And at first Trump says, well, I didn't know anything about it. And then all of a sudden Bob Woodward says, did Senator Lindsey Graham tell you? Guess what, oh, yes, Trump says, that's true, that's true. So it's not true that the request didn't get to Trump by that phone call.

And I think the other thing that's fair to say that we all know is, Donald Trump does what Donald Trump wants to do. The staff doesn't keep him -- if he wanted to do this interview, he would have done the interview.

KING: That's a -- that's a great point. We also know the president has, in that conversation right there, more proof the president has a very casual relationship with the truth at times.

I want to get back into this as we wait for the president's reaction, coming soon, to one piece you can be sure.

I just want to get -- we talk about aides taking papers off the desk. Cabinet secretaries, chiefs of staff walking out of meetings saying derogatory things about the president. Some of you at home could write that off. He's a temperamental guy. This affects the business of the government.

Here's more from this book about Afghanistan, right, America's longest war. Trump went off on his generals. You should be killing guys. You don't need a strategy to kill people, Trump said of Afghanistan.

Here's another issue here, questioning the wisdom of keeping U.S. troops in South Korea. So, Mr. President, Gary Cohn said to Trump, what would you need in the region to sleep well at night? I wouldn't need a bleeping thing, the president said, and I'd sleep like a baby. After Trump left the tank, Secretary of State Rex Tillerson declared he's a bleeping moron.

RAJU: Stunning. I mean -- I mean, look, it also reminds me of what Bob Corker, the Senate Foreign Relations Committee chairman said last year, that if you removed Kelly, you removed Mattis, and Tillerson, who's no longer there, from this administration, this country could devolve into chaos. You know, this suggests that in a lot of ways that those people and others in the administration took these steps to prevent the president from acting because they thought it would be a significant threat to this country, to the world. This is the president of the United States we're talking about and his most senior trusted aides and advisers. It's a remarkable thing that we --

KING: Right. And, again, just for context, a dangerous thing in today's world, but just for context, a lot of this reporting is about the earlier days of the administration, about, should we get out of South Korea, what about Afghanistan. Rex Tillerson has been long gone.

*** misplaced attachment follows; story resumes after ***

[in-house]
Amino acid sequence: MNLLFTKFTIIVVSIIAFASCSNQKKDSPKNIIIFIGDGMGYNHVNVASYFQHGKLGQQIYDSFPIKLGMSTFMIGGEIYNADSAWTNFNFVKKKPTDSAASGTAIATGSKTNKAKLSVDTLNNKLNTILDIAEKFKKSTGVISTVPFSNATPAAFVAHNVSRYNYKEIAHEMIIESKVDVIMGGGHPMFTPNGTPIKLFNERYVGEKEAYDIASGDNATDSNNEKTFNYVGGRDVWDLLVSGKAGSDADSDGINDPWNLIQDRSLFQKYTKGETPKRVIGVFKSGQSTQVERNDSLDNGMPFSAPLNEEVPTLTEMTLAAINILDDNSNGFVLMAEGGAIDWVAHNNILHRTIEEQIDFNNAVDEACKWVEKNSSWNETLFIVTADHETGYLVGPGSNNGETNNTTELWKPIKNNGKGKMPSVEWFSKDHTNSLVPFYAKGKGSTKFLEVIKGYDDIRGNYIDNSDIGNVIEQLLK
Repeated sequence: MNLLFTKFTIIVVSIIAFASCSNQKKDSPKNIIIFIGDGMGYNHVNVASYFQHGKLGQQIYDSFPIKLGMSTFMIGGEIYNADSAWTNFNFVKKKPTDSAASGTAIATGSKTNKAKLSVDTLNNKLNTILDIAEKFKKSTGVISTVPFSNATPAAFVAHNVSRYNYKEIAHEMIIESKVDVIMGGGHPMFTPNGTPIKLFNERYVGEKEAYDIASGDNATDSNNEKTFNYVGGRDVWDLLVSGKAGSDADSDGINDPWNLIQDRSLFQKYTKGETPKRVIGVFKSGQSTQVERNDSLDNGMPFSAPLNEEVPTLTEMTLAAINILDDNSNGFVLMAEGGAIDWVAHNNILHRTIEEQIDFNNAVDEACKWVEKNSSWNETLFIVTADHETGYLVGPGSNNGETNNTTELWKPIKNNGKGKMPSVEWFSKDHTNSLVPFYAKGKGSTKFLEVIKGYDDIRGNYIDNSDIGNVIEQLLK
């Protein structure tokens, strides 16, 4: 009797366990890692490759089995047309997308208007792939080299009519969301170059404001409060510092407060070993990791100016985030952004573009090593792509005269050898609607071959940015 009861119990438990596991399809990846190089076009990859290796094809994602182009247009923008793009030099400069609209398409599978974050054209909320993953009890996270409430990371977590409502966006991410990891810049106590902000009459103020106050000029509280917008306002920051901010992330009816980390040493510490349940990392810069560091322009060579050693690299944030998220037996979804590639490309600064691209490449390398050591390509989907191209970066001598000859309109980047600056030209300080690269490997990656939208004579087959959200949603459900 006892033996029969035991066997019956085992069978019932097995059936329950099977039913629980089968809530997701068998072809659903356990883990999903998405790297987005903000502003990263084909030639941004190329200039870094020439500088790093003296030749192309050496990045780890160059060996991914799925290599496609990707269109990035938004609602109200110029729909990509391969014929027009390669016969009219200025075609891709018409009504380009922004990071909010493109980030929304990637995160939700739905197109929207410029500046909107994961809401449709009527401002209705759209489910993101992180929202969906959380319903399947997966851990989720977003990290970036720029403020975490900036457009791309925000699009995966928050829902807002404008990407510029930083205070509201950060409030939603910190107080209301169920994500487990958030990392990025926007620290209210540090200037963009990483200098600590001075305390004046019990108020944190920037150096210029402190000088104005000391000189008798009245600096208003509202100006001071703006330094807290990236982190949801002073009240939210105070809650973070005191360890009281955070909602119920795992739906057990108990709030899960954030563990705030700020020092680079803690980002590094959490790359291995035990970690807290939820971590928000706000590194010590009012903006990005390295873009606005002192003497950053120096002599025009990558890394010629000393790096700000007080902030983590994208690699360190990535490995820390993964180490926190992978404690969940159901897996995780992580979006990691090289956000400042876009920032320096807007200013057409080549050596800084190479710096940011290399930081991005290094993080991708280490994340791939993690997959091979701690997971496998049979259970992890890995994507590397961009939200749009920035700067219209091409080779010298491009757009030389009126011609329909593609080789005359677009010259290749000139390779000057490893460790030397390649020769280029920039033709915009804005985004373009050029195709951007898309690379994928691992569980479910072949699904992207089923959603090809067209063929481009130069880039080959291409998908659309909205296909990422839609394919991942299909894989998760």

But we see just in the last three, four, five days the president's anger, his visceral response, his attack on institutions, his erratic behavior continues.

SHEAR: Right. And, you know, one of the things that has always been the case in White Houses -- and you've covered White Houses a long time ago -- the process and the system is set up to support what the president wants to do. And there is -- there are well-established -- for example, the national security process. Barack Obama, when he was thinking about what to do in Afghanistan, it was a month's long review that involved, you know, a whole host of people across the got government to try to help the president decide.

In this administration, what we see again and again, and this is a -- probably the most vivid portrait, is the president at war with that process, right?

KING: Right.

SHEAR: The president who wants to do whatever he wants to do and the process struggling to figure out how to keep him from doing it. And that is just not how it's ever worked before.

KING: And not rogue actors. Not the deep state. But people the president has hired for these jobs.

SHEAR: No, his own -- right.

KING: He brought in Reince Priebus. He brought in Rob Porter. He brought in John Kelly. He brought in Rex Tillerson. He talks so complimentary about the generals, James Mattis and the like.

PARTI: The president is also making these stunning claims and coming to these conclusions without a willingness to sort of learn about the world is what we're learning from Woodward's reporting as well. He showed no interest in actually reading the paperwork, learning about foreign policy, things like that. But then he comes up with his own conclusions and makes these orders when he's clearly on a different page from what his advisers are telling him. And he does this repeatedly without any sort of -- without any care or a concern about what that could lead to.

[12:30:08] GANGEL: John, it's one of the most striking things when you read the book, how the word alarmed is used.